Yes, Zambia was poorer when he left office than when he arrived. And yes, he did have autocratic tendencies (most notably banning all opposition parties in the early 1970s), and yes, his choice of friends could be questioned (Saddam Hussein and Tito most prominently). But no one called him a kleptocrat, and he had always been an opponent of divisive attitudes among races or tribes. The fact that Zambia's 70-plus tribes get along fine and the fact that anti-white attitudes are rare are both credits to his legacy.
And when public pressure mounted for a return to multi-party politics, he voluntarily legalized the opposition and held elections considered free and honest. When he lost to Chiluba in 1991, he stepped aside with no fuss. He hadn't caused trouble (Chiluba claimed he was involved in a coup attempt in 1997, but no one I've met believes it). And now he had devoted his waning years to fighting AIDS, an issue few African heads of state are willing to broach openly. I find all that admirable.
But I wasn't sure what to call him. "Mr. President," following the American model? "Dr. Kaunda" (he's received countless honorary doctorates)? Was "KK" too familiar? And now Sunday was calling him "His Excellency." I wasn't sure what to make of that.
In any event, the news on ZNBC finally ended, and Kaunda came downstairs. He was dressed in black pants, a black polo shirt (with an embroidered red AIDS ribbon pinned on), and brown slippers of the style old men have earned the right to wear around the house. "Hello, my young friends!" he called out. I shook his hand, told him it was a pleasure to meet him, and thanked him for making time in his schedule for me. When the exchange was over, I realized I hadn't called him anything - not Mr. President, not KK, nothing. Conflict avoided.
We sat down in those big leather chairs and began the interview. Kaunda has the freedom that seems to only come to politicians when they retire: the liberty to say exactly what you mean and the authority to be taken seriously. As a result, he was an excellent interview subject -- blunt, honest, and forthright.
I asked him mostly about AIDS, since that's my main subject and his main interest these days. He says a man in his position has to remain optimistic, but he doesn't sound it. "I don't think we have a future in education," he said at one point when I asked about the masses of dead teachers the disease has left behind. "Zambia has no future in education.")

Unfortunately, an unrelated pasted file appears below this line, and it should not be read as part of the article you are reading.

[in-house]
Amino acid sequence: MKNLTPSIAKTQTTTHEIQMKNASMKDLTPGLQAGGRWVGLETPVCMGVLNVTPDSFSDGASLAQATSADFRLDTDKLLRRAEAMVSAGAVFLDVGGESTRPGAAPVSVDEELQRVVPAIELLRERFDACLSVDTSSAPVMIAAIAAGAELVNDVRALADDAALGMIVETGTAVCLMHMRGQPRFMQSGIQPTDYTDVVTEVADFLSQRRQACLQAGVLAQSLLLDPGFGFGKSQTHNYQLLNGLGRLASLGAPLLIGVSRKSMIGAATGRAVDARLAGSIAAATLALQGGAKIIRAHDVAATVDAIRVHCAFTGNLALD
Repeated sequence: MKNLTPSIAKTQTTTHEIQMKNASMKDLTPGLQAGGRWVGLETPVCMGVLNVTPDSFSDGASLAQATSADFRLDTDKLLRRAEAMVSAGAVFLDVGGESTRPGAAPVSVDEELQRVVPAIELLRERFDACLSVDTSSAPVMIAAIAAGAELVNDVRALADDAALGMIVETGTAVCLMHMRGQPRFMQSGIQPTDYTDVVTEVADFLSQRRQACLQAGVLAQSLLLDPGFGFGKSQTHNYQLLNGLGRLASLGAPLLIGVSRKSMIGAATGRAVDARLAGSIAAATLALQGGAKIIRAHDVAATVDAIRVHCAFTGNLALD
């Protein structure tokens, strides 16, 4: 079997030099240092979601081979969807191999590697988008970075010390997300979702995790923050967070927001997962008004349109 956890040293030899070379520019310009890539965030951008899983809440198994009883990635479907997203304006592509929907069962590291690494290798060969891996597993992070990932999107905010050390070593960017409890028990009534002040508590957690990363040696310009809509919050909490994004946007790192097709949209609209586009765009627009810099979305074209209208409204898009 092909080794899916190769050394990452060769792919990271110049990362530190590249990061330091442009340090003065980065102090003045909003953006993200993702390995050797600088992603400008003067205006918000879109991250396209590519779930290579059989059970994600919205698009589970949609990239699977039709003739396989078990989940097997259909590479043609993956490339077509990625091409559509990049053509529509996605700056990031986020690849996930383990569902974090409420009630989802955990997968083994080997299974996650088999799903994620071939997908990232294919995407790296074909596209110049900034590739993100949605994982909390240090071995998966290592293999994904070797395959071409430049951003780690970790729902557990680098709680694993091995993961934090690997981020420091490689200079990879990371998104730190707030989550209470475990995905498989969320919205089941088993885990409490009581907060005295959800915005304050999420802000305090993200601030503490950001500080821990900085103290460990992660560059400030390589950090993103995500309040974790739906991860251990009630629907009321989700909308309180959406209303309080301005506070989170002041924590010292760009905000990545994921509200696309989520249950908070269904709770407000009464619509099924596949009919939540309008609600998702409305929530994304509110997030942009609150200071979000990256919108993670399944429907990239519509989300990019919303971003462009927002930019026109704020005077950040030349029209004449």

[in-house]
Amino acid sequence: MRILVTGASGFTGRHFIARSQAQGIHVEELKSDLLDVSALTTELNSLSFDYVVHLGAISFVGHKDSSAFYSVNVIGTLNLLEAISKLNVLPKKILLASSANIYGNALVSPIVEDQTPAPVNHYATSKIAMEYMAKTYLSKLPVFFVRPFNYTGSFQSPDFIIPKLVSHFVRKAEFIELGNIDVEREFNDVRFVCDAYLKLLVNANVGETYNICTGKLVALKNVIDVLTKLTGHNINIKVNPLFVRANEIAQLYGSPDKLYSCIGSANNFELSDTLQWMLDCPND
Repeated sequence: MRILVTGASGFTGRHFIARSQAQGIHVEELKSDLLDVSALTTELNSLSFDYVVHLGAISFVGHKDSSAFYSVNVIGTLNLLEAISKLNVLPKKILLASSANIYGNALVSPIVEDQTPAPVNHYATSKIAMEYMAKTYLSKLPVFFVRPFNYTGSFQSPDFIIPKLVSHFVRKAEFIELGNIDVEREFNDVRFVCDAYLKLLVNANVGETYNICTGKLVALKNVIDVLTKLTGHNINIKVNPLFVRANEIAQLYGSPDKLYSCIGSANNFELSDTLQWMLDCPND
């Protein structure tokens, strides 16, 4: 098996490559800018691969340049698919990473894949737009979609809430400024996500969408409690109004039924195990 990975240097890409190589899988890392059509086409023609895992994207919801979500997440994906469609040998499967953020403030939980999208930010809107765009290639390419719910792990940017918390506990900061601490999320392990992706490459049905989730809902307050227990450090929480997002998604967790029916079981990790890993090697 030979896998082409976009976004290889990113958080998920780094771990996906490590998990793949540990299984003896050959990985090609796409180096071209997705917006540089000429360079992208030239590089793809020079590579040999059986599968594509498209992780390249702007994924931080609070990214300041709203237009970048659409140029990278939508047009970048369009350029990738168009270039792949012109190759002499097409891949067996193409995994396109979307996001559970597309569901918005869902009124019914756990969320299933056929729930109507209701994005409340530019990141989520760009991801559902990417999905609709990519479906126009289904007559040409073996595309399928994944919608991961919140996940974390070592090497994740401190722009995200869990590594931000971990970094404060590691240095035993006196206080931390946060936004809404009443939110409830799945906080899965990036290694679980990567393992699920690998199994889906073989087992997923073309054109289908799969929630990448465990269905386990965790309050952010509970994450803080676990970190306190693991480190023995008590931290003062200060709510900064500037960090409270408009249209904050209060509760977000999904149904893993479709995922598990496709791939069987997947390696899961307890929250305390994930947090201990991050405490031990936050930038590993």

AIDS is a personal issue to KK. In 1986, his son Masuzyo died of AIDS. In a move that seems courageous compared with the shameful silence of many African leaders, he talked openly about the disease. " Soon after the burial, I talked to Mrs. Kaunda, and said 'We must make this public,'" he said. "I held a press conference at State House and said what had happened. I began a campaign from that time." Some church leaders attacked him for promoting condom use, but "I told them, 'Look, those who don't do what I say, they'll be dead soon!'"
It's sad that in a country where 20 percent of adults are HIV positive, Masuzyo is still the closest thing to a Zambian celebrity to openly die of AIDS. The stigma is still so strong that the death of prominent 30-somethings is still blamed on "long-term illness." "There's a lot of shame attached to STDs in this country," Kaunda said. "I wanted to talk about my son because no one could shame me. Nothing could happen to make me shut up."
Kaunda is 79, and while he certainly still has his wits about him, he did seem to be moving a bit slowly. But he held in one hand a white handkerchief, and whenever an insect would buzz around his head, he'd whip that handkerchief at it with the force and speed of a teenager.
After an hour or so, I asked my last question. Kaunda had to get up early the next morning to fly back to Boston (where he's currently doing a term as Balfour African President in Residence at Boston U.), and I didn't want to keep him too long. He chatted for a few minutes with Sephiwe, then we readied to leave. Before we could go, though, Kaunda wanted to sing me a song. He'd been famous in colonial days for bicycling around the country with a guitar on his back, singing songs of freedom to rouse feelings of independence in the locals. He's taken one of those songs and changed up the lyrics; now the last two lines are:
We shall fight and conquer, in the name of great Africa,
We will fight and conquer AIDS.